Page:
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June 03, 2023


hollyroller@ gmail.com

There are @ 100 things wrong with doing this type of "Tree Maintenance" that effects our community. And will for many years to come.
Nevertheless, removing the trees, was not an option. 100% Politics won over Science once again.


I noticed that they removed some of the big Eucalyptus trees on Burlingame Ave near the rec center and tennis courts. And they I noticed that they planted new Eucalyptus trees there. I couldn't believe it. Why did they do such a foolish thing. There are much better tree choice options. Was this a good idea? Am I missing something?

hollyroller@ gmail.com

That is a very good question Kirk.
By the time these "New Eucs" are 10-15 years old. The people who chose these trees will be "long gone."
Not my problem.
It is very important to inform all the COB people, especially, Homeowners, the Benefit/Loss of trees planted now.


Maybe because of the effects of eucs on the soil they replanted eucs? Or they want to preserve animal habitat? Are they replacing perhaps with a different species of euc that has fewer issues? Any plant biologists, soil experts, ecologists, etc. on this forum that can shed some insight???

Jennifer Pfaff

'Not an expert, but I can offer a bit of information on the trees planted there. These are a subset of the eucalyptus family...with a different genetic composition.

Whereas there are about 800 types of eucalyptus, this subset contains about 100 --the type being planted is smaller, easier to manage, and is climate change adaptable- drought tolerant--and they are pretty, to boot. Though they are more typical south of SLO, you can find new plantings in many areas of San Francisco, too.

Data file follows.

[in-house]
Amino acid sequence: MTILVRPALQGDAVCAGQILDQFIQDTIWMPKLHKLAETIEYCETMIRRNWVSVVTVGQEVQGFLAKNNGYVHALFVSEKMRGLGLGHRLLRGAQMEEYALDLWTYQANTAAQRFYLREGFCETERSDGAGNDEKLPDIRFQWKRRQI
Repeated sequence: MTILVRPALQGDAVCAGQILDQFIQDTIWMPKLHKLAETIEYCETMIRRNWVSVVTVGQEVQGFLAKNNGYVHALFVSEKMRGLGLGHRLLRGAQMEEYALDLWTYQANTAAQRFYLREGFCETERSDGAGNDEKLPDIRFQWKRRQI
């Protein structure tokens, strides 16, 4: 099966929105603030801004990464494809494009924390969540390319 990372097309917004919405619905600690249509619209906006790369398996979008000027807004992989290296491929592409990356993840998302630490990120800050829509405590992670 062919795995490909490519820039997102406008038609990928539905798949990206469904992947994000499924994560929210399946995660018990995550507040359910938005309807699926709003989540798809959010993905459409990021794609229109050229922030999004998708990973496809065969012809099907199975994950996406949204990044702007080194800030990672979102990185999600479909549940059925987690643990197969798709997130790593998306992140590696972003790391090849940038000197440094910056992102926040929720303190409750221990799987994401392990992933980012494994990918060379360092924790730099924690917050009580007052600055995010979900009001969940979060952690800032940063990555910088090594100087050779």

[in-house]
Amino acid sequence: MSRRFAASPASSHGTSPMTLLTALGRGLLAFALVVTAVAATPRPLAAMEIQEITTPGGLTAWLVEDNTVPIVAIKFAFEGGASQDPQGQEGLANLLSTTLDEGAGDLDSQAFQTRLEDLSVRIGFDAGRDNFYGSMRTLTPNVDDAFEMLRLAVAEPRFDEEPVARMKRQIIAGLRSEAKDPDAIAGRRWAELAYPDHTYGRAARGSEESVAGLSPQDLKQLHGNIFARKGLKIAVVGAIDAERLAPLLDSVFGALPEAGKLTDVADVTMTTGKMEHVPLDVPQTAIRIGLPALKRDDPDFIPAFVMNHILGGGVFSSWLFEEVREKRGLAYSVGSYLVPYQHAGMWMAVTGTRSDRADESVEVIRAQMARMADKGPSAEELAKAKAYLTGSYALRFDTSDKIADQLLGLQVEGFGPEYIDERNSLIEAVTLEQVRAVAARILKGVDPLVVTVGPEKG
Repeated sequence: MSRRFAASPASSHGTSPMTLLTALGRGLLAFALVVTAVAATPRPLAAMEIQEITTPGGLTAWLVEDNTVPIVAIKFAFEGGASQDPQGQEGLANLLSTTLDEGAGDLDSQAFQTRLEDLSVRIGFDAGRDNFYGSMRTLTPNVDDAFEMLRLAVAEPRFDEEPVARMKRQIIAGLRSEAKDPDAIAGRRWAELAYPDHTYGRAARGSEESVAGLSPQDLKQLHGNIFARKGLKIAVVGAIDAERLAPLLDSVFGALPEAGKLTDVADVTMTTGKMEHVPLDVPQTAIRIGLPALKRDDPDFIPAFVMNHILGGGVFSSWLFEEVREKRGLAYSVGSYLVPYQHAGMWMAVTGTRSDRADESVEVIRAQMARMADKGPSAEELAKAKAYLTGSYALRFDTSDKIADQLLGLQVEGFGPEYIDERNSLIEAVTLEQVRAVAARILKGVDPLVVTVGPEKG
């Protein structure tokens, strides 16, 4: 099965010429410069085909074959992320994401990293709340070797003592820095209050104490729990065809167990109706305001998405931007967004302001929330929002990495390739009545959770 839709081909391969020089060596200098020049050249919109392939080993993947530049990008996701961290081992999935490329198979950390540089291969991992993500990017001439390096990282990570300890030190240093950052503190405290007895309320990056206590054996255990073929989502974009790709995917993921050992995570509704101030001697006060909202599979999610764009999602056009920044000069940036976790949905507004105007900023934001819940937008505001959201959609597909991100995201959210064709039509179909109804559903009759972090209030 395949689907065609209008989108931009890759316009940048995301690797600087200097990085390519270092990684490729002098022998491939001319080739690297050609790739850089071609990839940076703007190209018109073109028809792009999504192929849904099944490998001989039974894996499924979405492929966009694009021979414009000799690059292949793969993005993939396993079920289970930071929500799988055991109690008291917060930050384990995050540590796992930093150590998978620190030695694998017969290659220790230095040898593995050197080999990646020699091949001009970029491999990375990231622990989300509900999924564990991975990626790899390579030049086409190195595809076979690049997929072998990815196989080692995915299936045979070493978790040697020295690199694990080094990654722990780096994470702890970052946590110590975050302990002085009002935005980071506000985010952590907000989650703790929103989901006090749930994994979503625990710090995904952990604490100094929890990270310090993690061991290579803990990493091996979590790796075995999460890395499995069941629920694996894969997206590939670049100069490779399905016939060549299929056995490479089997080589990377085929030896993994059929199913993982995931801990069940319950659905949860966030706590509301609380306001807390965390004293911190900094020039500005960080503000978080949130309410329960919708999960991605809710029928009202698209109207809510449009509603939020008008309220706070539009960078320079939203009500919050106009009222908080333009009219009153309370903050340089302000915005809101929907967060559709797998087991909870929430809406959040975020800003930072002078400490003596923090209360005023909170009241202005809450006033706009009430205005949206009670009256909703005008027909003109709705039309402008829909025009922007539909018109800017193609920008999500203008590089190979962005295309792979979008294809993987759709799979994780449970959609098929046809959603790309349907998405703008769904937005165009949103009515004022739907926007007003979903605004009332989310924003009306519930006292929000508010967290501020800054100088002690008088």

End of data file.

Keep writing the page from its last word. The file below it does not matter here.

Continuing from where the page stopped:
Wildlife--The samples (of lemon gum trees) that have been planted a few years ago are already are full of white flowers in the spring and there are birds and bees all over them. This particular sort also repels mosquitos.

It's interesting to note that soil samples were taken about 6 years ago (as part of the Caltrans Project Scoping) from various planter strip areas on El Camino Real to see if the soil was somehow effected by more than a century of eucalyptus plantings, various and sundry types of garbage, including regular old-fashioned car emissions with lead and such.

The soil was completely in a normal range. Here is a thought--maybe there is something in euc soil that actually can clean up bad stuff in the surrounding dirt (?) No clue, I'm just relaying information.

Sometimes plants just don't thrive in a shady environment under other trees. I've got a big redwood, and not much grows under it, either, even acid loving stuff everyone claims should grow well there.

As an aside--
Geez Holly, you are 'killin' me-- a couple of these are already 15 or so years old, and I'm still around...(sorry to disappoint), though I won't take your remark personally--there is too much of that going on in this forum already.

hollyroller@ gmail.com

That is what makes this site so fun.
RE: Euc Soil Structure
Most N. Cal "Coastal Forests" have a "shed" very high Ph. Replacing any Tree that does not thrive in that soil can only be a "ornamental specialty" Tree.
These "trees" require "Maintenance." Their life span is anywhere from 6 Months to 15 years. Giant Eucs HAVE to be considered as a ECR Replacement. In honor of the the "Fallen."


Thank you, Jennifer. And Holly too for keeping things "Fun" and "Interesting"

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